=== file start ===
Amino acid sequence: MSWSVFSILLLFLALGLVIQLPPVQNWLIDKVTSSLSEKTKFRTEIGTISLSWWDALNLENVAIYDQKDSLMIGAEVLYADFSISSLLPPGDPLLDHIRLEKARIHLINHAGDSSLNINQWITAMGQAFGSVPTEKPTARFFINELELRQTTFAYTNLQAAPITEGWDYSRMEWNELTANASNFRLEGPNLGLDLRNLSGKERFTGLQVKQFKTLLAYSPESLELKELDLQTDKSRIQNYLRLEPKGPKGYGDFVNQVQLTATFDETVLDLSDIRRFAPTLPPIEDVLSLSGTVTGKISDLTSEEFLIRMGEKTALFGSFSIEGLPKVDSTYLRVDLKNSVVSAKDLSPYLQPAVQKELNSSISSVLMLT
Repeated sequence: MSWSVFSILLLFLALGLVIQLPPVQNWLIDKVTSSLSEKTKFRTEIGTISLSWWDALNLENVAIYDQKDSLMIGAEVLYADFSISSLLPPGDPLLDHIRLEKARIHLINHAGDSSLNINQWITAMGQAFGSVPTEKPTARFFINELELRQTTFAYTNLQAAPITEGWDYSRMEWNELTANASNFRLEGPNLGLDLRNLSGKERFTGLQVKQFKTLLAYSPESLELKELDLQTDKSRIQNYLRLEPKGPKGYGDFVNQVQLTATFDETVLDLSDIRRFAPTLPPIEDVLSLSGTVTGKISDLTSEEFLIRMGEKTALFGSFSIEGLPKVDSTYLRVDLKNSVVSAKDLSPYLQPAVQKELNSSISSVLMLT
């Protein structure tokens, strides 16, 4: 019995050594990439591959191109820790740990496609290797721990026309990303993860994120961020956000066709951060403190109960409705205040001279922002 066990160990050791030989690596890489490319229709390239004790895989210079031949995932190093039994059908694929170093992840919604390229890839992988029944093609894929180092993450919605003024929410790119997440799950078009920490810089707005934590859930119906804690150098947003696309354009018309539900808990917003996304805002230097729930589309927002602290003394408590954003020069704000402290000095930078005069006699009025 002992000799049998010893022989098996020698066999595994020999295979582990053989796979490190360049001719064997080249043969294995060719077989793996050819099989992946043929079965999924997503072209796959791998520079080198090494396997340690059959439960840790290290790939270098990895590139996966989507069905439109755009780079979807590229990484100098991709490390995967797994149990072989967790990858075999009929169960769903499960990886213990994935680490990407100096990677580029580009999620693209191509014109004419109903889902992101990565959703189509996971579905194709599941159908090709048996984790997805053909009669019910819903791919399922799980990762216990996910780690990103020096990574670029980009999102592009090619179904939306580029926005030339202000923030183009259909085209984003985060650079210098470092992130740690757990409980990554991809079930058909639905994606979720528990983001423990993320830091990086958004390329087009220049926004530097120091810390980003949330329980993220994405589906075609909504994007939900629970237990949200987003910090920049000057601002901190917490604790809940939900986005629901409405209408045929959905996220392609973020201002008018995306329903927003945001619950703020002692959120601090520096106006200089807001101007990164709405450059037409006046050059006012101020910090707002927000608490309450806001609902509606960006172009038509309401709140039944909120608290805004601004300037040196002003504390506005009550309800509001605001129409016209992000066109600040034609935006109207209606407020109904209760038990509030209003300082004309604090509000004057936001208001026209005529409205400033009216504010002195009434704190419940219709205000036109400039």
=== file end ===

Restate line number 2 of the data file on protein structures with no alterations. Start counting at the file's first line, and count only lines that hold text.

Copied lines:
Repeated sequence: MSWSVFSILLLFLALGLVIQLPPVQNWLIDKVTSSLSEKTKFRTEIGTISLSWWDALNLENVAIYDQKDSLMIGAEVLYADFSISSLLPPGDPLLDHIRLEKARIHLINHAGDSSLNINQWITAMGQAFGSVPTEKPTARFFINELELRQTTFAYTNLQAAPITEGWDYSRMEWNELTANASNFRLEGPNLGLDLRNLSGKERFTGLQVKQFKTLLAYSPESLELKELDLQTDKSRIQNYLRLEPKGPKGYGDFVNQVQLTATFDETVLDLSDIRRFAPTLPPIEDVLSLSGTVTGKISDLTSEEFLIRMGEKTALFGSFSIEGLPKVDSTYLRVDLKNSVVSAKDLSPYLQPAVQKELNSSISSVLMLT